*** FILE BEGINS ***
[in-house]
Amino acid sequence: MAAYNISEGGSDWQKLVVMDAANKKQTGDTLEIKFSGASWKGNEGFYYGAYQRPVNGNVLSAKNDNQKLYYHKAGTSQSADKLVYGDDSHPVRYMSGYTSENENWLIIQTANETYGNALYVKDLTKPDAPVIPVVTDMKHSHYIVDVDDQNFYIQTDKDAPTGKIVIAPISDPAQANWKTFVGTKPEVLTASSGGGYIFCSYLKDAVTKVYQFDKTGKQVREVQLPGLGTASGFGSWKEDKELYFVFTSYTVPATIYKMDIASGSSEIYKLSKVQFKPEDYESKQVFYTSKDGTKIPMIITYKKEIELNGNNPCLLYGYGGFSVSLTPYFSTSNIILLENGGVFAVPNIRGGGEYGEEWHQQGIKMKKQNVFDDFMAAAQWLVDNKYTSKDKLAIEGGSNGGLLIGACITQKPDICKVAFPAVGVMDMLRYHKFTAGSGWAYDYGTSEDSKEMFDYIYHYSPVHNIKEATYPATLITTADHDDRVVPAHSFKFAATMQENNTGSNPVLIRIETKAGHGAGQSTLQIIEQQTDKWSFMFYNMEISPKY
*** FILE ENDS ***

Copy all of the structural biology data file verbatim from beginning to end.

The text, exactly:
[in-house]
Amino acid sequence: MAAYNISEGGSDWQKLVVMDAANKKQTGDTLEIKFSGASWKGNEGFYYGAYQRPVNGNVLSAKNDNQKLYYHKAGTSQSADKLVYGDDSHPVRYMSGYTSENENWLIIQTANETYGNALYVKDLTKPDAPVIPVVTDMKHSHYIVDVDDQNFYIQTDKDAPTGKIVIAPISDPAQANWKTFVGTKPEVLTASSGGGYIFCSYLKDAVTKVYQFDKTGKQVREVQLPGLGTASGFGSWKEDKELYFVFTSYTVPATIYKMDIASGSSEIYKLSKVQFKPEDYESKQVFYTSKDGTKIPMIITYKKEIELNGNNPCLLYGYGGFSVSLTPYFSTSNIILLENGGVFAVPNIRGGGEYGEEWHQQGIKMKKQNVFDDFMAAAQWLVDNKYTSKDKLAIEGGSNGGLLIGACITQKPDICKVAFPAVGVMDMLRYHKFTAGSGWAYDYGTSEDSKEMFDYIYHYSPVHNIKEATYPATLITTADHDDRVVPAHSFKFAATMQENNTGSNPVLIRIETKAGHGAGQSTLQIIEQQTDKWSFMFYNMEISPKY